The World Today for August 09, 2021
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Italian officials recently banned massive cruise ships from the fabled lagoon of the City of Canals. The ships’ hastened erosion and polluted the ancient lagoon’s sensitive ecosystem, said critics who welcomed the move.
Others worried that the absence of the floating behemoths would be another body blow to the tourism industry that is central to Venice’s fortunes, Radio France Internationale reported. Without docks unloading tourists at Saint Mark’s Square, they claimed, the city will see an eventual 50 percent reduction in visitors – the average was 1.5 million annually before the pandemic.
Venice’s experience is one of many stories about how Europe is struggling to revive the continent’s vital tourism industry after the pandemic while also addressing the environmental and social impacts of tourism that have become more obvious after global tourism largely shut down in 2020.
In Calanques National Park in France, officials are seeking to reduce attendance after a year where prohibitions on foreign travel didn’t stop French visitors from pouring into the park amid city lockdowns. The land needs time to recover, they argued. “The park’s caretakers say the burgeoning crowds, on the beaches and in the water, threaten the site’s sensitive biological equilibrium,” wrote the Washington Post.
Greek conservationists were happy, for example, to see that fewer tourists stayed on the beautiful Mediterranean island of Zakynthos during the pandemic. The peace and quiet helped a new generation of loggerhead sea turtles, an endangered species, grow and develop, the Guardian reported. Humans’ impact on the beaches where the turtles dwell kept them from optimally reproducing.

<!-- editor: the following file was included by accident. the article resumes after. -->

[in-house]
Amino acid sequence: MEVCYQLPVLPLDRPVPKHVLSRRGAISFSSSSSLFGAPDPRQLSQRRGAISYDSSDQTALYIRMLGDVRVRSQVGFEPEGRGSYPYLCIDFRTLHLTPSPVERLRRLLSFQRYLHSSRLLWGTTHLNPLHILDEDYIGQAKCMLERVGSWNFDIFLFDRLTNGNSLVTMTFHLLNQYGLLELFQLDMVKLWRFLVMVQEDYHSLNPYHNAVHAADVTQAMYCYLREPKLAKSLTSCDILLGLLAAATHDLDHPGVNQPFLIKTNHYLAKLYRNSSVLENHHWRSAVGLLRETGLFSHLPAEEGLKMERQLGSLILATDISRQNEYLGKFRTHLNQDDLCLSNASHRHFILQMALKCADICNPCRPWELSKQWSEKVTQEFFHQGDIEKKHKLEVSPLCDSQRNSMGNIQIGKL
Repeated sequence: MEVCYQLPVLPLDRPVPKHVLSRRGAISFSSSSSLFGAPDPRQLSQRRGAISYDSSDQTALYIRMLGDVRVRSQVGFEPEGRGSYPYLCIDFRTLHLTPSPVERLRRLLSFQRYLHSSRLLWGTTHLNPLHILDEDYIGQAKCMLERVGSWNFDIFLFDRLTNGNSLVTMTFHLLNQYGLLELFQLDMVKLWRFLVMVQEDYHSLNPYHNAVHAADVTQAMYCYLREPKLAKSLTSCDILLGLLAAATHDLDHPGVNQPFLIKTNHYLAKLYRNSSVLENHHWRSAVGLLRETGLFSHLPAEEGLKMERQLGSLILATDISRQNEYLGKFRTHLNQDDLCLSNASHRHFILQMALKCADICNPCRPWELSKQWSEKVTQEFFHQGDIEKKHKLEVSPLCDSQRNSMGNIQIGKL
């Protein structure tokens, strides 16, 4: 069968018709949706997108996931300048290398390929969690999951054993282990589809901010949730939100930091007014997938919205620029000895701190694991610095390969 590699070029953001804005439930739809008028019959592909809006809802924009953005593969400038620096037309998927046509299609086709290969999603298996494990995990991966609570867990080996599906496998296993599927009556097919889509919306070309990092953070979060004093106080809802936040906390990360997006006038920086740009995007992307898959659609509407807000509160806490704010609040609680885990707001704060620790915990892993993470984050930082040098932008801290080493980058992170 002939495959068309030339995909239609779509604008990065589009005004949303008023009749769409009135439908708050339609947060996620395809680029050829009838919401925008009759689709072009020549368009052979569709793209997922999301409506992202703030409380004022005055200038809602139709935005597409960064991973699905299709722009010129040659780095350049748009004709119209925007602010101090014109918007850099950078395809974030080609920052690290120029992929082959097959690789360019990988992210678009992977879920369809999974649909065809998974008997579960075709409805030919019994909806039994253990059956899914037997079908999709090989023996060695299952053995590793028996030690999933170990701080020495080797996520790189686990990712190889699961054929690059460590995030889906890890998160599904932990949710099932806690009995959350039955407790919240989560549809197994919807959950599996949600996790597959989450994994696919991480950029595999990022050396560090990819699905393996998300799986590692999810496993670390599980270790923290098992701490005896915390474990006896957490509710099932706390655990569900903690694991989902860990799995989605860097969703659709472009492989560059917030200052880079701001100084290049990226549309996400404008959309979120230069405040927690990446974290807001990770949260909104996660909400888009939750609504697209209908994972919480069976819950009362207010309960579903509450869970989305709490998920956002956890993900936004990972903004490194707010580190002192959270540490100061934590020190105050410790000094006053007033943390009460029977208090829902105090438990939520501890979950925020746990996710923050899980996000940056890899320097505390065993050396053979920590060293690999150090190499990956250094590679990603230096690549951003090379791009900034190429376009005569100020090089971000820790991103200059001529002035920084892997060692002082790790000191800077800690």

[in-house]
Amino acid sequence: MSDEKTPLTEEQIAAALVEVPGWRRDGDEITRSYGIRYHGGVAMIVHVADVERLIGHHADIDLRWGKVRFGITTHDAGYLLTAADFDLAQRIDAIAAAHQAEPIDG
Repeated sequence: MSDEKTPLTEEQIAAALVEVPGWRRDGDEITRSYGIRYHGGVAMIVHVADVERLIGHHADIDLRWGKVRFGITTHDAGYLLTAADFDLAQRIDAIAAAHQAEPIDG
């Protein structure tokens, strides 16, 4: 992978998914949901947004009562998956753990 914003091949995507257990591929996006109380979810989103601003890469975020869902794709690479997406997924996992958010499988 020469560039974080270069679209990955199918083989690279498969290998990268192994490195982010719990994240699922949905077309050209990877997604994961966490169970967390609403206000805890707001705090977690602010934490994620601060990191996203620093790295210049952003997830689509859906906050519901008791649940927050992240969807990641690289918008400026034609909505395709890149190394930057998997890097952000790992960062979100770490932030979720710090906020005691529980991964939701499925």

The pause in tourism was a blessing and curse, the New York Times concluded. Fewer flights and congested highways meant cleaner air. Wildlife could move unmolested. Noise pollution plummeted. But many countries also pay for the enforcement of conservation and wildlife rules. Accordingly, illegal logging, poaching and other bad practices increased during the pandemic. Foreign Policy magazine explored the illegal wildlife trade during the pandemic, saying that endangered wildlife was “paying the price” of Covid-19, for instance.
The delta variant of Covid-19 is already causing officials to enact complex social distancing and testing measures that are making tourism within Europe difficult, harming a major economic driver, as CNBC explained. The rules are complicated enough for Serbia to exploit them to create a cottage industry. The Balkan country provides space for Indian tourists to quarantine for two weeks, per European laws, before they move on to other destinations, Reuters noted.
Humans will find ways to survive. The question is how sustainably they can do it.
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